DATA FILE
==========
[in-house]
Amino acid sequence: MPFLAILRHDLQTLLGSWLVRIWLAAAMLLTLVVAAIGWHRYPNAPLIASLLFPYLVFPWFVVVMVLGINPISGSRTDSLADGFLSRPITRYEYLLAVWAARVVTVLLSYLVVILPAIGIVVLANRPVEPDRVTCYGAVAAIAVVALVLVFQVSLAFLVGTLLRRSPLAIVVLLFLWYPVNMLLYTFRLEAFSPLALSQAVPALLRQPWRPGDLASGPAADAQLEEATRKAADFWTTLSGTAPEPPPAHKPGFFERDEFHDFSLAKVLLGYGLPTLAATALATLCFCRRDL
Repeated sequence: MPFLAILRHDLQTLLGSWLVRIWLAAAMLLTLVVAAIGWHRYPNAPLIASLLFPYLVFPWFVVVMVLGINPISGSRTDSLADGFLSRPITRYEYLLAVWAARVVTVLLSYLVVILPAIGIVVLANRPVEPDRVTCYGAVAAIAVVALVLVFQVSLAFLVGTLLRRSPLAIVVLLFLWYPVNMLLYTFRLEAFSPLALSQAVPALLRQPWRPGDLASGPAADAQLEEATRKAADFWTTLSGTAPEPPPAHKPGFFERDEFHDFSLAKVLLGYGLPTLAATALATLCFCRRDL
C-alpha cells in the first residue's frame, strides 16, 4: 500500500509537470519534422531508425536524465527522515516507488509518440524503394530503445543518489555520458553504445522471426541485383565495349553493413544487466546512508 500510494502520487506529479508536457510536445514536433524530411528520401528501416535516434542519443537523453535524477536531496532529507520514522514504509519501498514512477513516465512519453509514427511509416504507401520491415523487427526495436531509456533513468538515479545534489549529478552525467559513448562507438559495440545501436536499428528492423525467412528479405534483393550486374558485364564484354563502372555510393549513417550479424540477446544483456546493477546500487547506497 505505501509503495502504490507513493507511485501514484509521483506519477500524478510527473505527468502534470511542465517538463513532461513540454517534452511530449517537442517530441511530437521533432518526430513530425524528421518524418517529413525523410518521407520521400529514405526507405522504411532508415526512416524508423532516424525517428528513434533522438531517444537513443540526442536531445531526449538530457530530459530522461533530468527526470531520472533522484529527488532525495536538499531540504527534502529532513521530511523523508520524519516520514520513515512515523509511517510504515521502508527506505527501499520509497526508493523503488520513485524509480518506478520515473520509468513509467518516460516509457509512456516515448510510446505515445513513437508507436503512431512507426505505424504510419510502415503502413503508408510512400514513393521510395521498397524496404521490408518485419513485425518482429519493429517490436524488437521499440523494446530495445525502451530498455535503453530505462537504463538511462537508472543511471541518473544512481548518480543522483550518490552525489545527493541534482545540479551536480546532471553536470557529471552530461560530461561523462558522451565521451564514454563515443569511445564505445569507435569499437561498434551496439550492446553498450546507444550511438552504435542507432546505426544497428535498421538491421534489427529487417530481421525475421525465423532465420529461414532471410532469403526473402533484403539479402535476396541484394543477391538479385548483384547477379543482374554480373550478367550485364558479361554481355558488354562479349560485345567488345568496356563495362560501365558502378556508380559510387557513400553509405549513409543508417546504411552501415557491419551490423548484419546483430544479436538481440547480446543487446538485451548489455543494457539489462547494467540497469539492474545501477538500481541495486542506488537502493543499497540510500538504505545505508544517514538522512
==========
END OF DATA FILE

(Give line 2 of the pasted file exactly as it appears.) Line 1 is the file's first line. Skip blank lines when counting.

Amino acid sequence: MPFLAILRHDLQTLLGSWLVRIWLAAAMLLTLVVAAIGWHRYPNAPLIASLLFPYLVFPWFVVVMVLGINPISGSRTDSLADGFLSRPITRYEYLLAVWAARVVTVLLSYLVVILPAIGIVVLANRPVEPDRVTCYGAVAAIAVVALVLVFQVSLAFLVGTLLRRSPLAIVVLLFLWYPVNMLLYTFRLEAFSPLALSQAVPALLRQPWRPGDLASGPAADAQLEEATRKAADFWTTLSGTAPEPPPAHKPGFFERDEFHDFSLAKVLLGYGLPTLAATALATLCFCRRDL